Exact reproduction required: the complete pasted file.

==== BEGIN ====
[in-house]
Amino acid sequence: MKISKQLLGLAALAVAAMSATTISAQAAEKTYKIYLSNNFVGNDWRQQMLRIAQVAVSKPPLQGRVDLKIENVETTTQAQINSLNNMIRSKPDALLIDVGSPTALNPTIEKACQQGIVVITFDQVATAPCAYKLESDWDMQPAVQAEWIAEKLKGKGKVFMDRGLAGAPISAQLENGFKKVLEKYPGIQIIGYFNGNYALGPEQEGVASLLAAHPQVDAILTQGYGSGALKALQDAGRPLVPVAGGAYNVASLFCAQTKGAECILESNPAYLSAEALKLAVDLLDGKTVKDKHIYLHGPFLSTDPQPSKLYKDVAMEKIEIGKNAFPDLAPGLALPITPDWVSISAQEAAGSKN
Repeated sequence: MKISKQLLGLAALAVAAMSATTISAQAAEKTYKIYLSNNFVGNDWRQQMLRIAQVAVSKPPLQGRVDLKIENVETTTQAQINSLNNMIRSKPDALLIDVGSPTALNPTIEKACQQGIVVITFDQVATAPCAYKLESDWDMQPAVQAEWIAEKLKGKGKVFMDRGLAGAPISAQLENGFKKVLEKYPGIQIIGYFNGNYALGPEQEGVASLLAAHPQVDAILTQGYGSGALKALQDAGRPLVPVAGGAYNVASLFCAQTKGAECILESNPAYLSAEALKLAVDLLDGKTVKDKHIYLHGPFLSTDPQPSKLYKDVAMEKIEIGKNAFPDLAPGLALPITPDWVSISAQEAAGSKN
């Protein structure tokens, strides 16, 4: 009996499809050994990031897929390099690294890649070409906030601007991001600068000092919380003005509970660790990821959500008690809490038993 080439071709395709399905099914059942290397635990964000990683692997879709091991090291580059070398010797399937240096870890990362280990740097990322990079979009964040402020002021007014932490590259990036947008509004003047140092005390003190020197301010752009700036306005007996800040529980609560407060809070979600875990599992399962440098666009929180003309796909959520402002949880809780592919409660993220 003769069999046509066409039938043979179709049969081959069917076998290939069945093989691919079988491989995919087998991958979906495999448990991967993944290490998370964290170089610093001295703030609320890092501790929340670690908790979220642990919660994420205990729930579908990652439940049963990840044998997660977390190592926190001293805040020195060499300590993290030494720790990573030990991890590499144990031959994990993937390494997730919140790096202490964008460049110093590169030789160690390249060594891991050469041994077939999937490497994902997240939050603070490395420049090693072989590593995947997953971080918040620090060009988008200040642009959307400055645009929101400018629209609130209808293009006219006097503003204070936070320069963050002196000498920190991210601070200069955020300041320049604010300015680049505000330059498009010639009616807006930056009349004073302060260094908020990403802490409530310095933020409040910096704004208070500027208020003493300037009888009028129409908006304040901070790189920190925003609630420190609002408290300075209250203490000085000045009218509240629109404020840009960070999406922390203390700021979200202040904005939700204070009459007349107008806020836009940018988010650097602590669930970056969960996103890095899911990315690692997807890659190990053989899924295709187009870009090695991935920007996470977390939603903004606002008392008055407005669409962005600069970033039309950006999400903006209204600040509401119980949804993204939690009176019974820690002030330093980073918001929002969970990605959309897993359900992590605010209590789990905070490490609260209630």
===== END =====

[in-house]
Amino acid sequence: MKISKQLLGLAALAVAAMSATTISAQAAEKTYKIYLSNNFVGNDWRQQMLRIAQVAVSKPPLQGRVDLKIENVETTTQAQINSLNNMIRSKPDALLIDVGSPTALNPTIEKACQQGIVVITFDQVATAPCAYKLESDWDMQPAVQAEWIAEKLKGKGKVFMDRGLAGAPISAQLENGFKKVLEKYPGIQIIGYFNGNYALGPEQEGVASLLAAHPQVDAILTQGYGSGALKALQDAGRPLVPVAGGAYNVASLFCAQTKGAECILESNPAYLSAEALKLAVDLLDGKTVKDKHIYLHGPFLSTDPQPSKLYKDVAMEKIEIGKNAFPDLAPGLALPITPDWVSISAQEAAGSKN
Repeated sequence: MKISKQLLGLAALAVAAMSATTISAQAAEKTYKIYLSNNFVGNDWRQQMLRIAQVAVSKPPLQGRVDLKIENVETTTQAQINSLNNMIRSKPDALLIDVGSPTALNPTIEKACQQGIVVITFDQVATAPCAYKLESDWDMQPAVQAEWIAEKLKGKGKVFMDRGLAGAPISAQLENGFKKVLEKYPGIQIIGYFNGNYALGPEQEGVASLLAAHPQVDAILTQGYGSGALKALQDAGRPLVPVAGGAYNVASLFCAQTKGAECILESNPAYLSAEALKLAVDLLDGKTVKDKHIYLHGPFLSTDPQPSKLYKDVAMEKIEIGKNAFPDLAPGLALPITPDWVSISAQEAAGSKN
């Protein structure tokens, strides 16, 4: 009996499809050994990031897929390099690294890649070409906030601007991001600068000092919380003005509970660790990821959500008690809490038993 080439071709395709399905099914059942290397635990964000990683692997879709091991090291580059070398010797399937240096870890990362280990740097990322990079979009964040402020002021007014932490590259990036947008509004003047140092005390003190020197301010752009700036306005007996800040529980609560407060809070979600875990599992399962440098666009929180003309796909959520402002949880809780592919409660993220 003769069999046509066409039938043979179709049969081959069917076998290939069945093989691919079988491989995919087998991958979906495999448990991967993944290490998370964290170089610093001295703030609320890092501790929340670690908790979220642990919660994420205990729930579908990652439940049963990840044998997660977390190592926190001293805040020195060499300590993290030494720790990573030990991890590499144990031959994990993937390494997730919140790096202490964008460049110093590169030789160690390249060594891991050469041994077939999937490497994902997240939050603070490395420049090693072989590593995947997953971080918040620090060009988008200040642009959307400055645009929101400018629209609130209808293009006219006097503003204070936070320069963050002196000498920190991210601070200069955020300041320049604010300015680049505000330059498009010639009616807006930056009349004073302060260094908020990403802490409530310095933020409040910096704004208070500027208020003493300037009888009028129409908006304040901070790189920190925003609630420190609002408290300075209250203490000085000045009218509240629109404020840009960070999406922390203390700021979200202040904005939700204070009459007349107008806020836009940018988010650097602590669930970056969960996103890095899911990315690692997807890659190990053989899924295709187009870009090695991935920007996470977390939603903004606002008392008055407005669409962005600069970033039309950006999400903006209204600040509401119980949804993204939690009176019974820690002030330093980073918001929002969970990605959309897993359900992590605010209590789990905070490490609260209630």